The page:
Director Alexander Payne was once the movies’ most acerbic observer of middle-aged masculinity. He has gone soft with his Oscar-baiting drama The Descendants, a slick but manipulative look at the trials a family endures after the mother is injured in a boating accident that puts her in a coma.
George Clooney plays the role of the patriarch, Matt King, who lives on the Hawaiian island of Kauai with his wife and two daughters. As a lawyer and the sole trustee of a family trust that manages a parcel of pristine Hawaiian land, the busy and self-absorbed King has lost his connection to his wife and children.
Seventeen-year-old Alexandra (Shailene Woodley) has a substance abuse problem and a foul mouth, the 10-year old is acting out at school, and it turns out that his wife was having an affair with a realtor in the weeks leading up to her hospitalisation. Naturally, the accident is the catalyst for a lot of soul searching, shown through interminable scenes of a glum-faced George staring into the distance to the strains of mournful Hawaiian music.
The Descendants is one of the major Oscar contenders this year, with five nominations including best actor for Clooney, best director for Payne as director, and best picture. There is a little doubt that it is a high-quality film, but one without the pungency and punch of Payne’s earlier work.
Many of Payne’s films, which include Election, About Schmidt and Sideways, focus on men who are forced to look more closely at their unexamined lives in the wake of personal crises. Unlike the failed novelist and his deadbeat friend in Sideways, or the misanthropic working stiff in About Schmidt, Clooney’s character is successful and born into entitlement.
His family owns property worth hundreds of millions of dollars, passed down the years from the Polynesian princess and missionary worker they descended from. King’s own law firm appears to be prospering. The film is as much about the burdens and responsibilities of privilege as it is about the sour taste of failure.
A family dynasty, a cheating wife on her deathbed, a father in crisis: it takes a script with razor wit and acute psychological insight to make more than mere soap opera of this sort of material. The Descendants trades mostly in clichés and heavy-handed metaphors. “My family seems like an archipelago,” says King in one of his expository voiceovers. “We are part of the same group, but we are still islands — separate and alone.”
King’s voiceovers are a lazy narrative device for a film that seems unsure how to display its characters’ emotions, beyond telegraphing them in the most obvious manner. You only know that King was a detached father and husband because he tells you so repeatedly. He starts the film out as the most likeable and redeemable protagonist in a Payne movie. Paradoxically, that makes him the director’s least sympathetic character because you never feel that he needs to work for resolution of complex and messy emotions.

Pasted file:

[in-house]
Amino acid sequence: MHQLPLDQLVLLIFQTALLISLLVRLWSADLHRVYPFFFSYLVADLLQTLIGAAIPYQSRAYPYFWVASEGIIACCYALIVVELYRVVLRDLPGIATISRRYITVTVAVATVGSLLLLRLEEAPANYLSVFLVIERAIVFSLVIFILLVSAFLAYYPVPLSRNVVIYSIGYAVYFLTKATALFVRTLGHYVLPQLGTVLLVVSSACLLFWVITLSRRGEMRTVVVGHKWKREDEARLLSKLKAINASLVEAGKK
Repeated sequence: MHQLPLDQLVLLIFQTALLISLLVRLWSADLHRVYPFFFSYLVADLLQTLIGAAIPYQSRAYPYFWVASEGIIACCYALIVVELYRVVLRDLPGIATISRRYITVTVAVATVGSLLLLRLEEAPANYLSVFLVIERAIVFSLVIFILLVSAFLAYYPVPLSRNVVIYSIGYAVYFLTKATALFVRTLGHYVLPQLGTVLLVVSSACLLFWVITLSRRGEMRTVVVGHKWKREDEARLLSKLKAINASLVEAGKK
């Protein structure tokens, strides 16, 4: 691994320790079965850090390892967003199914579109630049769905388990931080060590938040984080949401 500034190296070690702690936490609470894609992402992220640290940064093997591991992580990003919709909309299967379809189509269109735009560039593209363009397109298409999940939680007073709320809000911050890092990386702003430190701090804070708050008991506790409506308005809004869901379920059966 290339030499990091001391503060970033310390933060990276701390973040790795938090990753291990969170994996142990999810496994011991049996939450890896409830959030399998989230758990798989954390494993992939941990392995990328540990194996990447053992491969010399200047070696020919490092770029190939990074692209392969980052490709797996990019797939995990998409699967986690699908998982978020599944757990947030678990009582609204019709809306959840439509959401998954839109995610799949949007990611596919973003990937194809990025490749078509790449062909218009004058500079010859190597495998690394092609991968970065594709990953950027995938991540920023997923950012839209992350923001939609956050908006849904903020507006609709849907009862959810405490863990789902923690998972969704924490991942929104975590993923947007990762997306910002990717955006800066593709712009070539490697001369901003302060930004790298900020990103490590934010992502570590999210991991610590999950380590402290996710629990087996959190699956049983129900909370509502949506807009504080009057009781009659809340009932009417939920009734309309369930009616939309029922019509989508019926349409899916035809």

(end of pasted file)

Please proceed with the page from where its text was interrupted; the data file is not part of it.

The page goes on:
He is sad because his wife is dying, angry at her betrayal, and then, he is magically better. He is alienated from his daughters, and then he is not. The emotional journey is not believable. The same is true of other characters in the film who are stupid, or wounded, or belligerent one moment, and the exact opposite the next.
The Descendants, based on a novel of the same name by Kaui Hart Hemmings, has a few points in its favour. The cinematography from Phedon Papamichael, who also worked with Payne on Sideways, is lovely. It contrasts the golden sands and lush rainforests of Hawaii with the reality of a worn-in, workaday world far apart from the unspoiled beaches of Magnum PI and tourist travelogues.
The Descendants trailer (via YouTube):
Clooney’s calculated, understated performance is not the equal of Jack Nicholson’s achievement in About Schmidt, but it is wry and convincing. Clooney’s supporting actors are all good, especially Robert Forster as King’s cantankerous and grief-stricken father-in-law. Woodley has a clumsily written character who switches from resentful hellraiser to responsible young women as though someone simply flipped a switch, but she just about pulls it off.
Payne’s films are often described as bittersweet, but he is far freer with the sugar than the angostura in The Descendants. There are moments where Payne’s sharp observational humour shines through, though those are smothered by the film’s surplus of sentimentality. Lacking the acidic aftertaste of Election, the ferocious funniness of About Schmidt or the lingering melancholy of Sideways, The Descendants struggles to elevate itself above maudlin TV drama. — Lance Harris, TechCentral
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